Tom Crichton

Tom Crichton

1941: The Last Year of ‘Our’ East Asia

Tom Crichton was born in San Francisco in 1918. He went to sea at age 15 as a deck-boy for American ships. Later he studied journalism at the Univ. of Missouri and has divided his time between the sea and writing.

At the time of the Pearl Harbor attack he was a news correspondent in Tokyo. He was interned for a year by the Japanese before repatriation.

After the war he fell in love with Spain, where he tried his hand at everything from running a floating night-club to fighting bulls. He put down his gangplank for all sorts of people who wanted to sail, and his uncomplaining boat, the Jack London, carried a wonderful array of bizarre characters-smugglers and nudists, a crooked German professor, and movie stars.

While this book was being readied for publication, Tom was mysteriously killed in Chiangmai, Thailand where he lived.

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3 Responses to Tom Crichton

  1. Willem Schroder says:

    Dear Friends of Tom Crichton,
    I met Tom at his age of 77 in Puerto Rico where he was living after he was kicked out of Cuba . I was looking for a chef cook position on the Island . As a dutch citizen without a proper greencard he helped me out and invited me to stay at his penthouse apartment. After 6 month he left for Cuba and later on to a veteran home in California. After that we lost contact.

    What remains is a tresure of memories about Tom .

    Who wants to chare information about Tom ,his death, when ? more books or stories.

    • admin says:

      Willem — thanks for your comments on Tom. He lived such an interesting life.

      The GOOD NEWS— we will be publishing MORE of TOM CRICHTON.
      — First, we are republishing his book Our Man in Majorca for Kindle Edition in 2014.
      — Second, we have SEVERAL unpublished works, including his late-in-life manuscripts for his “Dirty Old Man” series. Tom loved to chase skirts and his interests in this never waned. These works are in manuscript form and will need some time for editing into book form. Not likely in 2014.

  2. John newman says:

    In 1959-60 three friends and myself went on holiday to Majorca where Tom was the courier for Horizon holidays. For the following two years our summer vacations were spent on board the Jack London cruising around the Balearic’s. Too many wonderful memories to relate here.
    He said he would not be available the following year as he was going to try chartering in the West Indies , and casually mentioned that he was short of one crew member. Though having had my career mapped out in the world of stock-brokering I, against the advice of family friends and work colleagues jumped at the chance to make up the number.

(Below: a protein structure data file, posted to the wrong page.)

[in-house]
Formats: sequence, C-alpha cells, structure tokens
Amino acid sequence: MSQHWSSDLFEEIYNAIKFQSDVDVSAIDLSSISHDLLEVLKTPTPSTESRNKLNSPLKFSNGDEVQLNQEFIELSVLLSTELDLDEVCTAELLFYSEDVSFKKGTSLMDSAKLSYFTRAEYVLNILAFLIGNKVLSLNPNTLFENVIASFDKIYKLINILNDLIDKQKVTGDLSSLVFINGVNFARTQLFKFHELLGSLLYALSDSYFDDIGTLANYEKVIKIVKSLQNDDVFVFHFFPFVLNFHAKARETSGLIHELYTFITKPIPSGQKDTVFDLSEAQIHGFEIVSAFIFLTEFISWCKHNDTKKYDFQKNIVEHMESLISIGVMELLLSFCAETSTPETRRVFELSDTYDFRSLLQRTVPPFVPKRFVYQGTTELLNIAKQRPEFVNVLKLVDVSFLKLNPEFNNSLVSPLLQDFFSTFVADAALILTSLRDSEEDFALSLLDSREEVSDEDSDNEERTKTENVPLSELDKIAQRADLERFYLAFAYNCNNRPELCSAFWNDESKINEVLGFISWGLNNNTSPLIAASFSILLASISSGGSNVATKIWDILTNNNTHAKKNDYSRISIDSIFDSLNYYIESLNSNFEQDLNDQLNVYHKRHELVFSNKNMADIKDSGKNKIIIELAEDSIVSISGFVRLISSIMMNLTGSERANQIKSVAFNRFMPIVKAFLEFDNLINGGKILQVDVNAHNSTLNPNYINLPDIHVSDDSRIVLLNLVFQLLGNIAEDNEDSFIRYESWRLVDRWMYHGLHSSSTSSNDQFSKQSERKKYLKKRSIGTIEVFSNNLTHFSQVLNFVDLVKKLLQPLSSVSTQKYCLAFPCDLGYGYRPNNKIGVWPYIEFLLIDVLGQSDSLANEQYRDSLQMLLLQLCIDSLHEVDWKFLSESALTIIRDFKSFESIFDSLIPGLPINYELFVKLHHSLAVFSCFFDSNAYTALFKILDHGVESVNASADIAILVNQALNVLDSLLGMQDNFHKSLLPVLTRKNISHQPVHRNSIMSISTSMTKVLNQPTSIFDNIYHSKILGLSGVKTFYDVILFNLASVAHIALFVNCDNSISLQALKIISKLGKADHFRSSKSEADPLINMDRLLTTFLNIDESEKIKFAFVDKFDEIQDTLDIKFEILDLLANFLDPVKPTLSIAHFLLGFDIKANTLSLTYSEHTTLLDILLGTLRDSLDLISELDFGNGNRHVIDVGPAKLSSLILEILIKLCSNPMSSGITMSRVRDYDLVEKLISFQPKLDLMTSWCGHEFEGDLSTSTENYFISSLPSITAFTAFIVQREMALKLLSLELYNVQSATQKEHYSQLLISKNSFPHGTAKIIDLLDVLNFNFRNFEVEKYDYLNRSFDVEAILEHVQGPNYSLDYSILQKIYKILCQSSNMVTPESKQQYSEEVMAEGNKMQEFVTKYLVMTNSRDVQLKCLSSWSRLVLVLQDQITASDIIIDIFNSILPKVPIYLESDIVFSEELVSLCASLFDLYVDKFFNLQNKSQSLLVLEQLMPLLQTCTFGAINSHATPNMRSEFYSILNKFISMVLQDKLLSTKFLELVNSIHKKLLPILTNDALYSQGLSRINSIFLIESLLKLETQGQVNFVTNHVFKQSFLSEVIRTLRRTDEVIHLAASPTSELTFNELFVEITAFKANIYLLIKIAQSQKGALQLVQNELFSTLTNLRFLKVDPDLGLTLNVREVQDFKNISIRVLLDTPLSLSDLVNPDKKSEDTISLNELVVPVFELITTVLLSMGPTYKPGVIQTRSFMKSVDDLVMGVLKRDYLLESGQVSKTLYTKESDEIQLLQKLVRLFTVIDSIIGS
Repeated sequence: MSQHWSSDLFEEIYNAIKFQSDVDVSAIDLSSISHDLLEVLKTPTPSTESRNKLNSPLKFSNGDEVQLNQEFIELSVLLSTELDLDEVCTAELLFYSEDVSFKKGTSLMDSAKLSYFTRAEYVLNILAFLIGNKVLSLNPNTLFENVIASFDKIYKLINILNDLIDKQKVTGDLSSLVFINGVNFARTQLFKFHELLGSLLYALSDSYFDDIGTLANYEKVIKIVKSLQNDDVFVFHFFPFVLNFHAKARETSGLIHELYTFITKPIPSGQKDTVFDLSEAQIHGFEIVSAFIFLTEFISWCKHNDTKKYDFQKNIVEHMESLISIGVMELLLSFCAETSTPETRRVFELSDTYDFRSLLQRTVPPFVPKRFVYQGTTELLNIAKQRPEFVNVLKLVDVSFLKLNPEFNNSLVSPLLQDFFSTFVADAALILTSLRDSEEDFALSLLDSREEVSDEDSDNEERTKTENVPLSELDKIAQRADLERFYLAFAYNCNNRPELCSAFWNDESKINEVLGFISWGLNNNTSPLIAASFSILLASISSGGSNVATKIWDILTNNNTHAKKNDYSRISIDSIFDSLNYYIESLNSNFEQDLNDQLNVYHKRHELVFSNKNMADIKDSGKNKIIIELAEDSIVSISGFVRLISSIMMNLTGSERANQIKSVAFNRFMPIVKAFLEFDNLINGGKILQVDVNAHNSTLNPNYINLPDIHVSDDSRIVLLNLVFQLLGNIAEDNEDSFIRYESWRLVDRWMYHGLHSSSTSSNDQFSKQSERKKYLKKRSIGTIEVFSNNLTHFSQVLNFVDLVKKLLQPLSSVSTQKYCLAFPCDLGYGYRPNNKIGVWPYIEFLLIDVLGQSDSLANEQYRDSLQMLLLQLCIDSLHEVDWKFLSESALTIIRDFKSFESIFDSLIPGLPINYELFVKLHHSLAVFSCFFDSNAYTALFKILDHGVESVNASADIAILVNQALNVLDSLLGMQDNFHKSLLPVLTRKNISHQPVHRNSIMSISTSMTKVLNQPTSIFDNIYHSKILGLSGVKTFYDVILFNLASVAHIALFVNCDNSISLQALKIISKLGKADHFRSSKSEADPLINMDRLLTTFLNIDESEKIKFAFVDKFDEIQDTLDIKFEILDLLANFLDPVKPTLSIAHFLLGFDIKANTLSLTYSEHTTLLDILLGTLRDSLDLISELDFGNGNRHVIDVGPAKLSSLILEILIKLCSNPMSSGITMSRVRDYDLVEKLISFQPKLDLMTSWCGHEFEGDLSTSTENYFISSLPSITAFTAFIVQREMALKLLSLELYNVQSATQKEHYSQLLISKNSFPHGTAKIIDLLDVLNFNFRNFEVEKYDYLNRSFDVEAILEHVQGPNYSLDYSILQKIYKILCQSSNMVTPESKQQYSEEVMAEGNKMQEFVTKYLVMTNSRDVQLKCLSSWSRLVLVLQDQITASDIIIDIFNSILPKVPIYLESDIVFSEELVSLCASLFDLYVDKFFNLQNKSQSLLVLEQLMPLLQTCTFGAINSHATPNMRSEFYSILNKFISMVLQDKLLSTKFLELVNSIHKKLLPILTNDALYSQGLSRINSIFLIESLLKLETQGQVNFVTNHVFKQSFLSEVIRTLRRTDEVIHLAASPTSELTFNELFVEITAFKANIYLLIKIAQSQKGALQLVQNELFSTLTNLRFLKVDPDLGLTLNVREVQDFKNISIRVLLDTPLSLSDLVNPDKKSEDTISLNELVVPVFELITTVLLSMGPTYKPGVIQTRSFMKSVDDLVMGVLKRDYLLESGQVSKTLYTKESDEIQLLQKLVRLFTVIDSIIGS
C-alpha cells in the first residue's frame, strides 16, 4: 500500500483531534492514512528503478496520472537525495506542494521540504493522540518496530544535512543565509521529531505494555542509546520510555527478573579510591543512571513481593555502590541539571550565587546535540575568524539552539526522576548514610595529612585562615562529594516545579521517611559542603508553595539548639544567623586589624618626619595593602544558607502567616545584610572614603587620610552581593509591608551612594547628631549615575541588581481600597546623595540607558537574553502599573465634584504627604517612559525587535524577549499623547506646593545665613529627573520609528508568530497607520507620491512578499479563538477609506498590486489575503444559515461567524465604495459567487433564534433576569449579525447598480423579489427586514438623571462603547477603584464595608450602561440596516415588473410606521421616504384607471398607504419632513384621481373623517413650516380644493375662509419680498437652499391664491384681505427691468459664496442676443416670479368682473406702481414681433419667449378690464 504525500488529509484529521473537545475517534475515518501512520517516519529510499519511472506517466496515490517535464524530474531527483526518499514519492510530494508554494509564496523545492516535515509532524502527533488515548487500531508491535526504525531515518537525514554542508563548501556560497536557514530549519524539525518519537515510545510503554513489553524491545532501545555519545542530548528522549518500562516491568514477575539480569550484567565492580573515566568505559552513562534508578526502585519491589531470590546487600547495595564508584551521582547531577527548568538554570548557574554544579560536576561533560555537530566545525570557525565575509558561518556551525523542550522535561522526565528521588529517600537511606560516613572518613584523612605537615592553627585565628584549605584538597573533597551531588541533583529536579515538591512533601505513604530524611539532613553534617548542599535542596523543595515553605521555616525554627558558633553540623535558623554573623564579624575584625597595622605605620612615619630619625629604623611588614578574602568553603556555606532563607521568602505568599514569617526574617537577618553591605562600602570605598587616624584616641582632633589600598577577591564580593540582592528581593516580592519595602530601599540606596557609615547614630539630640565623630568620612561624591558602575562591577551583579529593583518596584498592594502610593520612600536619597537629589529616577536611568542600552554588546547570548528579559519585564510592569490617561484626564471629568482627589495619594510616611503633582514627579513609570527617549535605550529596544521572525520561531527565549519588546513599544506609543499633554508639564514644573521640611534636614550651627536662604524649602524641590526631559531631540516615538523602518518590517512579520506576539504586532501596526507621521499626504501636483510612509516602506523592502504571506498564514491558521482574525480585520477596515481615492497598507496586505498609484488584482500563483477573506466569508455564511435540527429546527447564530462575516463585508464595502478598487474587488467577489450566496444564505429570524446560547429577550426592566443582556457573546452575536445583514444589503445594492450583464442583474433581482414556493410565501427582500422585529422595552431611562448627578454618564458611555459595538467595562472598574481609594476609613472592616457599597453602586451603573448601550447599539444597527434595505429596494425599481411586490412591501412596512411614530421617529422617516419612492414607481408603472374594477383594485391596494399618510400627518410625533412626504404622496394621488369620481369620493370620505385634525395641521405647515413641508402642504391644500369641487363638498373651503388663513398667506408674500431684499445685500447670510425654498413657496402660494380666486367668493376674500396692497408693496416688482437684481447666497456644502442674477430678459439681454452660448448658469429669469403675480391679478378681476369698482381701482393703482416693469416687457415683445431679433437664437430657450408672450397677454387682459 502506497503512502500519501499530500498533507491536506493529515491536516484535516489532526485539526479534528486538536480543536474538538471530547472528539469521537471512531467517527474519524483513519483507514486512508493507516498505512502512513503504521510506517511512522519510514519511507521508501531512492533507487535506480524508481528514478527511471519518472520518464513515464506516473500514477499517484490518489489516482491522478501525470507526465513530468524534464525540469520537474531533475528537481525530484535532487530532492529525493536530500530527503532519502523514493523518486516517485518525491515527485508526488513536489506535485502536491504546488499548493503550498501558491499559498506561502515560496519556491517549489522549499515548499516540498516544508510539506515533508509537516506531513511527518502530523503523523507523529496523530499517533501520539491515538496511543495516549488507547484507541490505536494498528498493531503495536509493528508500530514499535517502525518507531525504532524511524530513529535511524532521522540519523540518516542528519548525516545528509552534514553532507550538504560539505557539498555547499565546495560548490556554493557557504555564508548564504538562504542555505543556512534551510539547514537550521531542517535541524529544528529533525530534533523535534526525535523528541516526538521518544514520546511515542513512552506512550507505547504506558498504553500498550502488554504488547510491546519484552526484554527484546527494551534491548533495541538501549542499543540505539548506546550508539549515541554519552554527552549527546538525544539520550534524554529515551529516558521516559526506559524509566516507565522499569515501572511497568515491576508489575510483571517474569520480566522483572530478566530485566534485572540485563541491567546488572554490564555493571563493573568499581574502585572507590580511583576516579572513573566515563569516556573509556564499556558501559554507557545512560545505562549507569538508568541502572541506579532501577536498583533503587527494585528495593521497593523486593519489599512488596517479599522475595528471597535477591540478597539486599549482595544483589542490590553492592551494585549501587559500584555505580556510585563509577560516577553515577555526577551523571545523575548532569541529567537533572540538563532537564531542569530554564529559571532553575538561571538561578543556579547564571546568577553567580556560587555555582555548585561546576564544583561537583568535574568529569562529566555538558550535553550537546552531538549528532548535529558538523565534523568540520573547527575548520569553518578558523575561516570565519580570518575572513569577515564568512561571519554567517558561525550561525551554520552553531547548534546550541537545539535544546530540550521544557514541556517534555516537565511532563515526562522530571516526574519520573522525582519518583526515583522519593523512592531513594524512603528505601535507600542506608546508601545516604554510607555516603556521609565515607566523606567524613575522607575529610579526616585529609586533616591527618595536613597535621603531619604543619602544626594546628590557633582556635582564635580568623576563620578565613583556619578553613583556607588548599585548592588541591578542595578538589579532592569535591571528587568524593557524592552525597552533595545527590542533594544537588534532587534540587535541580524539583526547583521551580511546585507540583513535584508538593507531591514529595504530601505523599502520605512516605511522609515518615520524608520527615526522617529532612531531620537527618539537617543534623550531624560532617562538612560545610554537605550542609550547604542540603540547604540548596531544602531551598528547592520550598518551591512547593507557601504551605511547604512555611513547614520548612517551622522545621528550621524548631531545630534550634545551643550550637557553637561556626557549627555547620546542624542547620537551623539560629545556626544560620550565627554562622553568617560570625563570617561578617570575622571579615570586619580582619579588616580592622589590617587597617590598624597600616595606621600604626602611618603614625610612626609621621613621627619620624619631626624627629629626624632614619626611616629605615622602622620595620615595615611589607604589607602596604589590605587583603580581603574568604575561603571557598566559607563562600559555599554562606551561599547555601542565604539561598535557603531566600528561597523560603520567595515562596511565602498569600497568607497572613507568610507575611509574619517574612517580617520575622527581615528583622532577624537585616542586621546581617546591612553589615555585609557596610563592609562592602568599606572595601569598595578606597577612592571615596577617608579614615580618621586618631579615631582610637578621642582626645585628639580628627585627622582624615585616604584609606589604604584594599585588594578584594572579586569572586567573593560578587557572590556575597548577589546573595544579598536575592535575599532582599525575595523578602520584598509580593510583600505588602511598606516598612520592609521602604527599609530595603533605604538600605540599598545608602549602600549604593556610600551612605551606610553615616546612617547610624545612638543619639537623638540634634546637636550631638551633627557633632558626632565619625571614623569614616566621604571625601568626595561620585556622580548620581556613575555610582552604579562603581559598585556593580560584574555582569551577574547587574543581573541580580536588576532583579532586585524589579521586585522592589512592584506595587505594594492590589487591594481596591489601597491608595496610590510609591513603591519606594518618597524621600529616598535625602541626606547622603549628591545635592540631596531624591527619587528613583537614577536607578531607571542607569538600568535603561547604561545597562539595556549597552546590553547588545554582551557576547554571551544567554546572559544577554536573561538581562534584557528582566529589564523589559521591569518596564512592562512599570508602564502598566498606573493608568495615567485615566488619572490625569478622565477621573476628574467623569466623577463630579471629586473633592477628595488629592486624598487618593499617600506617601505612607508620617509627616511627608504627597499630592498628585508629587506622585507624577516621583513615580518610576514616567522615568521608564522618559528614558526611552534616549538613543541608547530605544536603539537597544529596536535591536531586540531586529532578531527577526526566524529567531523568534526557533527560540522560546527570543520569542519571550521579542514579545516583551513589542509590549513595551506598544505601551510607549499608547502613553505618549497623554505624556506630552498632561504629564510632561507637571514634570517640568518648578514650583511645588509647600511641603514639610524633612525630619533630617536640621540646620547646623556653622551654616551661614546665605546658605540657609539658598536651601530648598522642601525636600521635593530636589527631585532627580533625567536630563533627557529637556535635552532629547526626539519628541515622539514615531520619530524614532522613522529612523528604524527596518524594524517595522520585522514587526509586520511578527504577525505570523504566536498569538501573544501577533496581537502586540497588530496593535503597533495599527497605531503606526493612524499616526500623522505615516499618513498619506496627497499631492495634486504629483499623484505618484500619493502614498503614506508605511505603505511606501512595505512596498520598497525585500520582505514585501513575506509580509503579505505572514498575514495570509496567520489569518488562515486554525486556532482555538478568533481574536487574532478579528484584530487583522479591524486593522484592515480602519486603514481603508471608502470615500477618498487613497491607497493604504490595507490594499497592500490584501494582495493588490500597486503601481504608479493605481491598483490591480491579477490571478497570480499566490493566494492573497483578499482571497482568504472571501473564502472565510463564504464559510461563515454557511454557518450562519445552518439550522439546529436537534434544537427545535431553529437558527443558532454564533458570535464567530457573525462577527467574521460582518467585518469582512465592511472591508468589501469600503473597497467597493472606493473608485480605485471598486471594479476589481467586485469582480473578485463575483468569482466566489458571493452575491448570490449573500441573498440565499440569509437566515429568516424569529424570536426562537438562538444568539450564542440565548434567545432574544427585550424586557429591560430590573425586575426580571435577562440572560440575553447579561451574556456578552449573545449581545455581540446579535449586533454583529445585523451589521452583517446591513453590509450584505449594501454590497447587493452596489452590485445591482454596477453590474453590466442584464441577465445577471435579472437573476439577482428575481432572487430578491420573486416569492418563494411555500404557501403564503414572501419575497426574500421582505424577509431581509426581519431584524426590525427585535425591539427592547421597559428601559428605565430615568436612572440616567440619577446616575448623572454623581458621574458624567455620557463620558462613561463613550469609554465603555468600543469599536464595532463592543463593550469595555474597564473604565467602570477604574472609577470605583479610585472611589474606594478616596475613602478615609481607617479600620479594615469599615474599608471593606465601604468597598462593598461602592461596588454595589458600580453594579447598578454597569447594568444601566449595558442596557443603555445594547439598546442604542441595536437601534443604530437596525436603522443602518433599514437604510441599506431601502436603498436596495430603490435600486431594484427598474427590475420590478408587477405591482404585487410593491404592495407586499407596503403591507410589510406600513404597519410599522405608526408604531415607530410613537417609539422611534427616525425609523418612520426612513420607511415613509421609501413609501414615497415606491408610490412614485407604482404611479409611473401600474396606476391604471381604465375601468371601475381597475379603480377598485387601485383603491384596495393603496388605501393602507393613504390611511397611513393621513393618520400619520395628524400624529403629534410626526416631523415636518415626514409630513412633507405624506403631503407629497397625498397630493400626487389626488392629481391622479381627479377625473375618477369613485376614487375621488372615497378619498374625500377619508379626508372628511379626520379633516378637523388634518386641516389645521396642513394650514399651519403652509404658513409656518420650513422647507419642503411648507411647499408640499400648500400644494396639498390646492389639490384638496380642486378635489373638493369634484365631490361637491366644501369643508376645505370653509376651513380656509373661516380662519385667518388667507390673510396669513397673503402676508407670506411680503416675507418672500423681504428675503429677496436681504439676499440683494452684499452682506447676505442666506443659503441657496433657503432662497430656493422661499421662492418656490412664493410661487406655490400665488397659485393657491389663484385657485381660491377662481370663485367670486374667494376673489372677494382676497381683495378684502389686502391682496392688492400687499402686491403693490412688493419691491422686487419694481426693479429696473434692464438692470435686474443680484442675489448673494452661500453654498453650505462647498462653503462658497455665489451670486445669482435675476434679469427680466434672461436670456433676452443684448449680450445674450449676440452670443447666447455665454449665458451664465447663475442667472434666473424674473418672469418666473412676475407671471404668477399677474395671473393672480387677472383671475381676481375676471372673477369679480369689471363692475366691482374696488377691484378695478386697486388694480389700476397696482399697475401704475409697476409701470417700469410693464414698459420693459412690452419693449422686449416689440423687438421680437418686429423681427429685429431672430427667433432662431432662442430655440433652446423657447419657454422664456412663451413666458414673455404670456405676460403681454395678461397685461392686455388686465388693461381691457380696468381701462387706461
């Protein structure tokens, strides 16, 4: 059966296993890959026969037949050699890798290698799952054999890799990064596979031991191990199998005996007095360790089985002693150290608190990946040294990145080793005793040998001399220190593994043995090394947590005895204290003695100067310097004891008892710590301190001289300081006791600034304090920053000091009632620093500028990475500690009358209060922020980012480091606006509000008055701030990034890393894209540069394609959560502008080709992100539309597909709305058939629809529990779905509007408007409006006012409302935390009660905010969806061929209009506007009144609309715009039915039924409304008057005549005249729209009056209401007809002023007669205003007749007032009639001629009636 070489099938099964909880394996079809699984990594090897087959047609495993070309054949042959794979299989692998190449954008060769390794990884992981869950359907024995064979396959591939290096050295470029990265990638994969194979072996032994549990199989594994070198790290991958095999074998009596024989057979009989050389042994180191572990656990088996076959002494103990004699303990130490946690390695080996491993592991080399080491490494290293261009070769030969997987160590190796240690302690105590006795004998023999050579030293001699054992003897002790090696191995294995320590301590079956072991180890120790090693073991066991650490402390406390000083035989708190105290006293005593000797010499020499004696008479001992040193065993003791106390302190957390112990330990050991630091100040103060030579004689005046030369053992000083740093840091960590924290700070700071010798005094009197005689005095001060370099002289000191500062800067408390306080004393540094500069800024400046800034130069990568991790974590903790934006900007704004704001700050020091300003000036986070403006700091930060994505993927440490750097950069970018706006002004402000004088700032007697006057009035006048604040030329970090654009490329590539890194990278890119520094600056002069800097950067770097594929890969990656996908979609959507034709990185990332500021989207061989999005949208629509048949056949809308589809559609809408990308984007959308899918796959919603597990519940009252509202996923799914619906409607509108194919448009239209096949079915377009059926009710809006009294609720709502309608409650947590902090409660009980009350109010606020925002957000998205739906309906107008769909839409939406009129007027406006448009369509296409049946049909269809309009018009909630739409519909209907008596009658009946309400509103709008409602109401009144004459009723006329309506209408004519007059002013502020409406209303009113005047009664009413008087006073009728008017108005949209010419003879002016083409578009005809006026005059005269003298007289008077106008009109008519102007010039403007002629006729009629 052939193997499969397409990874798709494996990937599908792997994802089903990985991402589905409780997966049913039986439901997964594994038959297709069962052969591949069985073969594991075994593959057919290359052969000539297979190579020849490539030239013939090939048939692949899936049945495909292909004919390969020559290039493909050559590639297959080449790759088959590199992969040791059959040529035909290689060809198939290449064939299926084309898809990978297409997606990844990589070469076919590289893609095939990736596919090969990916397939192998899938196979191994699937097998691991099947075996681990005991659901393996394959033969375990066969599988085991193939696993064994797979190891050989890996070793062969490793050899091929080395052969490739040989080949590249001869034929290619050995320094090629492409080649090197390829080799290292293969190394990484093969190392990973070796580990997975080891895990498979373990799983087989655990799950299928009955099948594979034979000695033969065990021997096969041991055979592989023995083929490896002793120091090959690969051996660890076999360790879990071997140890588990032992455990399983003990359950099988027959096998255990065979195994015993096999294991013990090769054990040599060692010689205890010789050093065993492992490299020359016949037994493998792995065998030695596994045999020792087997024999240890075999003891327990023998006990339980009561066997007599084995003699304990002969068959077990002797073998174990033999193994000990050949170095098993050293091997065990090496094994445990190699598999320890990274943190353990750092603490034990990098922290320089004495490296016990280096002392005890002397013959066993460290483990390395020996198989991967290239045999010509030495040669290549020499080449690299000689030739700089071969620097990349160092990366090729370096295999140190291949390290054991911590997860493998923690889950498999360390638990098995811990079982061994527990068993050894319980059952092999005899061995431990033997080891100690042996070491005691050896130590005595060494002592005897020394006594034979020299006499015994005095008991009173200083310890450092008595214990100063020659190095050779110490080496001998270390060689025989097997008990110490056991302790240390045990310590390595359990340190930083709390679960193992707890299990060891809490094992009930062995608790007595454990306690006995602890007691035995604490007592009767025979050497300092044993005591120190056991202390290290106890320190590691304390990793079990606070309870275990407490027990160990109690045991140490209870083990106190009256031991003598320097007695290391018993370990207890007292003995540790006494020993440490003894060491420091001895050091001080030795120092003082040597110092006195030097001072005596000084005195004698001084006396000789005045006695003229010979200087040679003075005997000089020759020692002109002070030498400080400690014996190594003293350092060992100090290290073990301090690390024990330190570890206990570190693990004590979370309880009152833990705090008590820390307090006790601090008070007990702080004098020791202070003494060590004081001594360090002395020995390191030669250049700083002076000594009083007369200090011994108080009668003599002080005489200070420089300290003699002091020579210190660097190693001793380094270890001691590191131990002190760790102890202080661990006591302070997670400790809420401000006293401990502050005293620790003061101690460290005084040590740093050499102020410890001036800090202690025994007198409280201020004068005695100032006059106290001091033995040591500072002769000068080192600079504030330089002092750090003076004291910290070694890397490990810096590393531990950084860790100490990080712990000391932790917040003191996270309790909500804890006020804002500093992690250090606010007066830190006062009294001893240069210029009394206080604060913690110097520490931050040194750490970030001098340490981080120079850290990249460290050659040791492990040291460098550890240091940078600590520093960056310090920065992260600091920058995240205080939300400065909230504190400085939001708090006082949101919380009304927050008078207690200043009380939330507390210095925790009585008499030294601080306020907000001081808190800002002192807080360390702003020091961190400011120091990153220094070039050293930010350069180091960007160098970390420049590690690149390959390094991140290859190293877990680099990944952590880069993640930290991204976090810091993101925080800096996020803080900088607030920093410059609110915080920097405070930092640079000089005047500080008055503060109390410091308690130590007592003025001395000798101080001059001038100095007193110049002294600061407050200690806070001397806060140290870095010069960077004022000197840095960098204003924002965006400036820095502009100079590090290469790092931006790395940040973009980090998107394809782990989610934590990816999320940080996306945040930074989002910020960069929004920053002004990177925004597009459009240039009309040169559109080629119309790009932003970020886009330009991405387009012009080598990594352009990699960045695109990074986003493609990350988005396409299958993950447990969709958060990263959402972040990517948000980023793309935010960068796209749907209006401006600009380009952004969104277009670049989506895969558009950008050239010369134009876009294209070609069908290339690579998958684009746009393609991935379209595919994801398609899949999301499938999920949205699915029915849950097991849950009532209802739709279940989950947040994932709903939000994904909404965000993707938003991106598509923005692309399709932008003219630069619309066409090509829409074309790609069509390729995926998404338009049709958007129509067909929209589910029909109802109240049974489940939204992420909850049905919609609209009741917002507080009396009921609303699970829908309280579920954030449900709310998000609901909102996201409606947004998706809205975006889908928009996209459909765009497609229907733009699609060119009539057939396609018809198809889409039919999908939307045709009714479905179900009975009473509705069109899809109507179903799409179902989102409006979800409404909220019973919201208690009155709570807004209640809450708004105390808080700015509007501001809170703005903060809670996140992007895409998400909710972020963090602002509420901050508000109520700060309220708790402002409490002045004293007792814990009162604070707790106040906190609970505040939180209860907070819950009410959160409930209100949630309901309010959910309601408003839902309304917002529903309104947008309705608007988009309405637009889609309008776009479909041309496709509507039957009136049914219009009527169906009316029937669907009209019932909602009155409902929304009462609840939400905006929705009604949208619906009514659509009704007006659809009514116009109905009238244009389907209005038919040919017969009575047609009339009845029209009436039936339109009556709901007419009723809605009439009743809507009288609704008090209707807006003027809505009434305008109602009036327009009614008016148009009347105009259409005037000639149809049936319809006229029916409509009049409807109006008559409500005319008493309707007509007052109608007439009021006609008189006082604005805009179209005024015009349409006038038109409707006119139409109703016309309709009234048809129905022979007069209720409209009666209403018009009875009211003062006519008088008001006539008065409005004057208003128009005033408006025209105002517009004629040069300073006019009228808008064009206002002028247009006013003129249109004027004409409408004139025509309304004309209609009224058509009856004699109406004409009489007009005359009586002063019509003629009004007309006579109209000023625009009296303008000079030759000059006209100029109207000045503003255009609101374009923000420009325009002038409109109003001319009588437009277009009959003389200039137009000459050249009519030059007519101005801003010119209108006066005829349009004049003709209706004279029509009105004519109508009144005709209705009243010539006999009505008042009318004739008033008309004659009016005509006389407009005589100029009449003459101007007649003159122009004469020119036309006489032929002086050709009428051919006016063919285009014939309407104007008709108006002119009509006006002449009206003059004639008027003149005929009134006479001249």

We set off from Gibraltar later that year and crossed the Atlantic via Las Palmas with a destination of Antigua. The Jack London was a fairly old Norwegian ketch,very sturdy but rather slow.In Gibraltar my contribution for the voyage was, at Tom’s suggestion a crate of Whiskey , some bottles changed in Las Palmas for a supply of Tuna from a Japanese fishing boat which was in the harbour.

    To say that Tuna and Whiskey comprised part of our daily diet is not far off the truth.
    Since those years ago Tuna is something that I try to avoid, but when it does arrive on my plate I think of dear Tom and our trip.
    I left Tom after arriving in Antigua,he was heading off to the American Virgin Islands whereas I planned to do a bit of travelling

    I did make contact with Tom by letter on a couple of occasions,then lost touch. A few years ago I was able to contact Tom’s sister in America and she told me he was unwell in a home in California. I had hoped to visit theWest Coast over the following two years but happenings here prevented that from taking place.

    Tom was a great character and a rascal, I have just read in the above mail the comment that he ‘loved to chase skirt’ oh yes, I can attest to that. Great times were spent in his company.
    The reason I found this site is due to my wife reading a book with a poem written by Jack London whom Tom’s boat was named after. I then Googled Tom Crichton and got info on the books he had written

    Happy days —

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